The Cutting Edge: Computing / Technology / Innovation : Getting the Message : Expansion Plan by Owner of On-Line Service Sets Off an Electronic Uproar


At 5:32 last Friday evening, Bruce Katz posted an electronic message on the Well, the venerable Sausalito-based on-line service of which he is the owner.

He would be taking over day-to-day operations, it said. Longtime General Manager Maurice Weitman would be moving to an advisory position. A few other changes, like making the service more accessible to new users, were also afoot.

By the end of the evening, Topic No. 1639 on the bulletin board's News forum was crammed with responses--the number has since surpassed 500--accusing Katz of sacrificing the Well's soul with his plans to expand, reorganize and perhaps make some money. Howard Rheingold, one of cyberspace's best-known citizens, had threatened to resign from the firm's board. And there were repeated demands for Katz to face his critics on-line.

The uproar, which continued this week, reflects the growing pains at one of the nation's oldest and best-known electronic communities. And it has broader implications--about how community will be redefined in an era when technology is making it increasingly easy to cross geographical and cultural boundaries.

Some Well-ites argue that while the much-touted information superhighway may create one big virtual world, people will always want to congregate--virtually or otherwise--in small groups with others who share common interests. The Well--an acronym for Whole Earth 'Lectronic Link--says one longtime member, is "where you go to be high-minded, not to find a new 'Vette"--and many of its members want it to stay that way, business considerations be damned.

Katz, a former shoe magnate who bought the Well earlier this year, is trying to bring the service into the modern age. It currently looks and feels about the same as it did when it was founded a decade ago--it still uses a cumbersome, text-only interface--and that just isn't the way to tap the huge new market of would-be cybercitizens.


But Katz, who made a mint as co-founder of Rockport Shoes, has suddenly discovered that his on-line customers have a different sort of power than most shareholders--and they like to exercise it.

"Saturday night I wasn't sure I had the courage to go on line," said Katz, who by Tuesday had won over some of his harshest critics through electronic give-and-take. "Sometimes I'm dismayed, but I'm learning the extent to which this community views the company as their territory and their sanctuary and their home."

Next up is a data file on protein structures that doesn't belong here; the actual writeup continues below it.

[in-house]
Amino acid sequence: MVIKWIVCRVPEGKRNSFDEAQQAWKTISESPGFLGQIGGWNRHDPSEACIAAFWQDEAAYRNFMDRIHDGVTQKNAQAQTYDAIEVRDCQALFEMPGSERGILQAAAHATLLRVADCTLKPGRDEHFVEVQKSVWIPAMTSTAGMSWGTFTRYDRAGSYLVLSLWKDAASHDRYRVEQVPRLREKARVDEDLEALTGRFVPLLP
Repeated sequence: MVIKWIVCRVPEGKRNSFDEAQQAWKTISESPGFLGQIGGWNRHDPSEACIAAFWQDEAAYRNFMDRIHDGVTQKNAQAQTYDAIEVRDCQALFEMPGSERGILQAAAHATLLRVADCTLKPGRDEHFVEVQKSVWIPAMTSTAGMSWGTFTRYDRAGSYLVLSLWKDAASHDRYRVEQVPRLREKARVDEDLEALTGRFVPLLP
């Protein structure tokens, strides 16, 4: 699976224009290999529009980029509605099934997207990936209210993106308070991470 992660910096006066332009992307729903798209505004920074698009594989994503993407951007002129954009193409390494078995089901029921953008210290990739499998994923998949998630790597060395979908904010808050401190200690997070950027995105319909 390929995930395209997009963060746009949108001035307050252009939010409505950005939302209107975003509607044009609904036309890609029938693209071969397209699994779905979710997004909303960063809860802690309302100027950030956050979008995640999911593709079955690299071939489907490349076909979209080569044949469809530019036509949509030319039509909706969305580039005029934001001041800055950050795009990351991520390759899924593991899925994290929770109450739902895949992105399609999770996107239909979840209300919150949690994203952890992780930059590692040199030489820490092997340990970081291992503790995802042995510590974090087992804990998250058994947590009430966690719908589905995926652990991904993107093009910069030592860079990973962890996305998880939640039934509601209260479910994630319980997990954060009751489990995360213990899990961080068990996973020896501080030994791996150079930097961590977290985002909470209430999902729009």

What he has yet to find out is whether this community--and, by extension, dozens of other mid-sized, general-interest computer bulletin boards around the country--will be able to hang on to its niches as big media conglomerates barge into the on-line world.


"The smaller, narrowcast communities and on-line services are on a river that leads to the ocean, and the ocean is the Internet," said Mary Modahl, senior technology analyst at the Forrester Group in Cambridge, Mass. "The chances are good that all of them will find themselves as servers on a larger network. The question is how will they attract people onto them and how will they charge, and that challenge remains for the Well and for all communities that are for-profit."

The big commercial on-line services have had rocky expansion experiences in recent months too--in part because they're resented by the old guard. Earlier this year, many of America Online's customers were unable to log on to the service as the company's computers became too overloaded to handle the growth. But the real insult came several months later, when once-isolated AOL connected to the global Internet: AOL subscribers were hit with a wave of hostility as longtime Internet users complained of blatant ignorance and violations of "nettiquette."

Prodigy Services Co., another on-line service, is planning to connect to the Internet within a few weeks, and it is taking pains to train its members "to avoid a situation like AOL," said a Prodigy spokesman.

But Well-ites draw a sharp distinction between their on-line environment and that of Prodigy or AOL, which one Well member dismisses as having "no personality." Those companies provide information such as stock quotes and home shopping, while the point of the Well is to "conference." Indeed, the greatest fear voiced on Topic 1639 seems to be that the Well will turn into America Online.